EMS student headed to National Spelling Bee

ELKINS – After spelling “ephemeral” and then “fuselage” Wednesday evening at the Bridgeport Conference Center in Clarksburg, Elkins Middle School eighth-grader George Triplett won the West Virginia RESA 7 Regional Spelling Bee and will now head to the national competition.

The contest went 28 rounds before Triplett’s win. A total of 52 students representing nine West Virginia counties competed in the Regional Spelling Bee.

“Each step of the way, the words I have been asked to spell have been more difficult,” George said. “I was surprised that I won but when I won I said this is no mistake. I put in loads of hours studying to make sure I won.”

George said he received a 500,000-word dictionary with his win, He said he will now begin readying himself for the next step.

“I will be preparing and studying and trying to memorize as many words as I can,” George said. “I also won a $2,500 college savings bond, two AFLAC ducks and lots of little items from the sponsors.”

George will move on to represent RESA 7 West Virginia during the National Spelling Bee May 27 to 29 in Washington, D.C.

Local Spelling Bee co-coordinator Becky Whiteman said she was thrilled by George’s win.

“We are so proud of George and his accomplishment,” Whiteman said. “We have not had anyone go this far before.”

Whiteman said George has competed in the local and regional spelling bees for five years.

“He has won third place at the Regional Spelling Bee before,” Whiteman said.

Elkins Middle School Principal Rich Carr said George is a special kid.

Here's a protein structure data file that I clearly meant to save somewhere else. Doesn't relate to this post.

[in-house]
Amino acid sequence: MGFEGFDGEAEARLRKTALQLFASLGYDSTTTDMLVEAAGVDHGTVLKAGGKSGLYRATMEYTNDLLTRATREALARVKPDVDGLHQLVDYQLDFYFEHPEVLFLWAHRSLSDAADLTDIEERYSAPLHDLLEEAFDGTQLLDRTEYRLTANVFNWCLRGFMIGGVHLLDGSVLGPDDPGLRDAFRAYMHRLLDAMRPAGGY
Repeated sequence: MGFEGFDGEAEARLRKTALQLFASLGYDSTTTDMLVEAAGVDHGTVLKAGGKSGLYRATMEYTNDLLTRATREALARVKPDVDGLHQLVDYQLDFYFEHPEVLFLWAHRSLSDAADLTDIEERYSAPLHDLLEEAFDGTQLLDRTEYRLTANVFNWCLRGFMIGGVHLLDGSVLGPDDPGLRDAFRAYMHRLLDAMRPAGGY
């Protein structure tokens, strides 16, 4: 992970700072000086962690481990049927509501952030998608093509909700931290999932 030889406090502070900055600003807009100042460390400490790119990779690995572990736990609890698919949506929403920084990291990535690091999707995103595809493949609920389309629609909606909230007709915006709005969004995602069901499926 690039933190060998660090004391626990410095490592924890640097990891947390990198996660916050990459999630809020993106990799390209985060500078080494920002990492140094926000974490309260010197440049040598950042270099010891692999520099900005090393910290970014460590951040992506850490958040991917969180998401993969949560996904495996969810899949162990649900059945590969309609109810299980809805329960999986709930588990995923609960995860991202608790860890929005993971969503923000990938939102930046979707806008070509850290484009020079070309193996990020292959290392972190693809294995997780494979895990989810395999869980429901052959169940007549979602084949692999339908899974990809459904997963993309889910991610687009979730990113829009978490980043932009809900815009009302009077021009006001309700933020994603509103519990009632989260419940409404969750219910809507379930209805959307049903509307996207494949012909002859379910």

“He has worked very hard to win this honor,” Carr said. “He is a great leader. If things need done, he will get them done. George has a wonderful family who has helped him study and prepare to win this contest.”

Paul Zickefoose, co-coordinator of the Randolph County Spelling Bee, traveled to the Clarksburg competition with George and his father.

“It was a very exciting contest,” Zickefoose said. “It came down to two contestants and they both kept spelling the words correctly. After 28 rounds, George came out the winner.”

Zickefoose offers his congratulations to George.

“You can tell how hard he worked, and it paid off,” Zickefoose said.

George said his desire to be a champion speller came when he was in fourth grade.

“My teacher took the class to the other classroom, and we had a contest,” he said. “After I won, I decided I would compete as much as possible and study hard to win. I was so anxious, worried and excited, I could not sleep the night before the competition.”

George is the son of Jeff and Sylvia Triplett.